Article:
From Canvas to Stage: Matisse and Picasso as Costume Designers for the Ballet Russes
Professor Michelle Bombe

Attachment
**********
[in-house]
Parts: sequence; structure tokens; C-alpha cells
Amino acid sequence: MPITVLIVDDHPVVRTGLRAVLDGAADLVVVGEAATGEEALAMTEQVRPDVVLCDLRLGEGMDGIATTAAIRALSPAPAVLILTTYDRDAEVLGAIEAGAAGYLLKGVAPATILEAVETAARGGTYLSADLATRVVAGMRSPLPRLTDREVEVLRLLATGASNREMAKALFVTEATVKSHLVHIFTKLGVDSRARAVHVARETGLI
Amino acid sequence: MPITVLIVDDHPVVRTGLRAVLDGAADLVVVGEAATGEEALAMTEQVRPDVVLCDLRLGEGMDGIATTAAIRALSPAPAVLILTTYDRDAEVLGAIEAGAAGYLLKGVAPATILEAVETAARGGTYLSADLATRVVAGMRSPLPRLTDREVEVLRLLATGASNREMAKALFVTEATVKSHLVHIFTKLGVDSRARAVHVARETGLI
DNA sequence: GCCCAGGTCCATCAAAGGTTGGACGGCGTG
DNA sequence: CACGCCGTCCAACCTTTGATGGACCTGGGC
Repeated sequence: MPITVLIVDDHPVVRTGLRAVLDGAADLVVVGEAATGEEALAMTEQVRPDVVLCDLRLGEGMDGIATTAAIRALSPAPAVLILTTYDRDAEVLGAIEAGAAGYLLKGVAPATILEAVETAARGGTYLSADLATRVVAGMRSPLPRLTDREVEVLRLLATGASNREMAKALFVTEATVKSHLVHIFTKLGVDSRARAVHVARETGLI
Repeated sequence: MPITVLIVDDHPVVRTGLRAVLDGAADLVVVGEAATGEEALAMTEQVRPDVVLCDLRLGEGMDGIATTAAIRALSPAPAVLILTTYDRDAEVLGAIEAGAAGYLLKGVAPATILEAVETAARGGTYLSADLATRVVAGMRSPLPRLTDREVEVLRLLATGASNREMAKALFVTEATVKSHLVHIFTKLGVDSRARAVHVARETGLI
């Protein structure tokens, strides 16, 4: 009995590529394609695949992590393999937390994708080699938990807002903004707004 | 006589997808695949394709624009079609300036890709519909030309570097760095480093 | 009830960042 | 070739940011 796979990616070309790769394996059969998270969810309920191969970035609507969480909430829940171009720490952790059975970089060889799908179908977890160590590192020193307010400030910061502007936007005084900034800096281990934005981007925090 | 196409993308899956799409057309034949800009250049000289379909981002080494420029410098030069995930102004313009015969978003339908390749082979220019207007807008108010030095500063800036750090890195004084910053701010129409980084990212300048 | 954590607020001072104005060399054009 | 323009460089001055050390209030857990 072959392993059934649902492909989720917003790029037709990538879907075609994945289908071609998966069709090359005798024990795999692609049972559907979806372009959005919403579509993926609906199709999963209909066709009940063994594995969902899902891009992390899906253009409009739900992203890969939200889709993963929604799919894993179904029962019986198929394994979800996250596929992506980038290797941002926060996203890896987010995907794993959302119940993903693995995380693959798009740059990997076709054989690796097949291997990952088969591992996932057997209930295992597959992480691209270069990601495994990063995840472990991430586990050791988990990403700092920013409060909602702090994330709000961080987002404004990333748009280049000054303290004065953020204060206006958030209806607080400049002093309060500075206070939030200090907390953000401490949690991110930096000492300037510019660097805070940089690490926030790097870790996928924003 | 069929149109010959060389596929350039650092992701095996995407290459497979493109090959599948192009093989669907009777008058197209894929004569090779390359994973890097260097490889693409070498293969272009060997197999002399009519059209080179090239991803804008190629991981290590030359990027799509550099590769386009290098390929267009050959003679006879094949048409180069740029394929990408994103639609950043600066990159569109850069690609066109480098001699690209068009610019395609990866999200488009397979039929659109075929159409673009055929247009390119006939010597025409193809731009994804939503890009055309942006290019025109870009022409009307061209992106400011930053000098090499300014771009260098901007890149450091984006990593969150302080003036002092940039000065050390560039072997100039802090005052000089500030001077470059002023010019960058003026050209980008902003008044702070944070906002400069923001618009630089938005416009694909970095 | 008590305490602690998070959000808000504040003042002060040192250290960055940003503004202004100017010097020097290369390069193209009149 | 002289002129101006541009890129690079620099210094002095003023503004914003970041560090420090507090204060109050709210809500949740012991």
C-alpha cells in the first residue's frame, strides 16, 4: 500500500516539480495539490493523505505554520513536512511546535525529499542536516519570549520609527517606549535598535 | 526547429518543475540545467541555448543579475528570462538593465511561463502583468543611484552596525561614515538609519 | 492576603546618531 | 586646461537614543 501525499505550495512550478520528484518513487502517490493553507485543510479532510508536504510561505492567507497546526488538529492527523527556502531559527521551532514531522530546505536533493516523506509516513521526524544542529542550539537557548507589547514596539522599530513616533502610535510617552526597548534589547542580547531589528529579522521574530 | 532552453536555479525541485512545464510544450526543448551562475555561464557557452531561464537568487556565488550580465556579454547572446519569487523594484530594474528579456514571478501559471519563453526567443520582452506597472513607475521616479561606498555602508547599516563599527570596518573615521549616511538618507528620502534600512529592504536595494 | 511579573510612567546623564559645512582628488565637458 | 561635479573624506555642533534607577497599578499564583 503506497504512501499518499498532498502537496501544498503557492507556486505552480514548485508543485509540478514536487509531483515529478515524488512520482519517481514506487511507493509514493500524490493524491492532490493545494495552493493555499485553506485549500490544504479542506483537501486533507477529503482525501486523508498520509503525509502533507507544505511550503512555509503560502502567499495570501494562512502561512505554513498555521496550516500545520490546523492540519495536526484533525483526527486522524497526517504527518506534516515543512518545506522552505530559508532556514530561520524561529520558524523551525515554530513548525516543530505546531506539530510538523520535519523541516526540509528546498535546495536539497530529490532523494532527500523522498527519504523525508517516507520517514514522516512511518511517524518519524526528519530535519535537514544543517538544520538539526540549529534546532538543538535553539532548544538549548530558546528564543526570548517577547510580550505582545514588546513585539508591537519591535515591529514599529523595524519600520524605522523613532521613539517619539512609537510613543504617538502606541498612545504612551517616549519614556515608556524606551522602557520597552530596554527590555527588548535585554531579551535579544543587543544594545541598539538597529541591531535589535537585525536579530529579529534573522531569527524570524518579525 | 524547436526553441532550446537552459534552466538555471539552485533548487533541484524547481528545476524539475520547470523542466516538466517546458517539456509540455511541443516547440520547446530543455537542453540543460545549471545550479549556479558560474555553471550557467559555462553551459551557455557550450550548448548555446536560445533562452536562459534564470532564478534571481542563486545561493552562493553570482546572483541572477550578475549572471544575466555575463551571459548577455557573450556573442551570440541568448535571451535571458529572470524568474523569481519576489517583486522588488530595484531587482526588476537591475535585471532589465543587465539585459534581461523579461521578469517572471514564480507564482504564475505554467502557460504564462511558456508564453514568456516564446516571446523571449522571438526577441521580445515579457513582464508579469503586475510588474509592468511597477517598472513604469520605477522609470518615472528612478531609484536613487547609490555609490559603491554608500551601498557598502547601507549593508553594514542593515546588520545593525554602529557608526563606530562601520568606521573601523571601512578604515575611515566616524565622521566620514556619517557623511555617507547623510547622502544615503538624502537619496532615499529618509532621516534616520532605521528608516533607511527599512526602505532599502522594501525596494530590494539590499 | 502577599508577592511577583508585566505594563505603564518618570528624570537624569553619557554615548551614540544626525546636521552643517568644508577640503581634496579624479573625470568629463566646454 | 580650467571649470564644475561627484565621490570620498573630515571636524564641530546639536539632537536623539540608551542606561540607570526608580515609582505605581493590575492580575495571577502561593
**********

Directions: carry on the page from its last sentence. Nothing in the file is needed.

In 1909, Sergei Diaghilev arrived in Paris with a troupe of dancers that would soon take the city by storm. This company, The Ballet Russes, would later revolutionize the world of dance, music, and art. Between 1909 and 1929 the company would dance in Paris, as well as across Europe in countries such as Spain, and in both North and South America. Diaghilev employed only the finest dancers, choreographers, and designers, including, between the years 1917 and 1920, the celebrated painters Pablo Picasso and Henri Matisse. Picasso and Matisse have long been considered pioneers in the art world and the fathers of distinct movements in painting, namely Cubism and Fauvism. Although the lives and works of Picasso and Matisse have both been the subjects of extensive research, little scholarship has been dedicated to analyzing the relationship between their paintings and their work in the performing arts. Through my research I hope to not only construct a scholarly and artistic analysis of their costume designs, but also begin to bridge the gap in understanding how their work for a ballet company fit into the longer story of their ever evolving painting styles. With the resources I have accumulated, in particular the photographic and textual sources that I was able to study in the research library housed in the Paris Opera House (a branch of the National French Library), I have begun to articulate an analysis of how the two-dimensional painting styles of Picasso and Matisse translated into three dimensional costumes.
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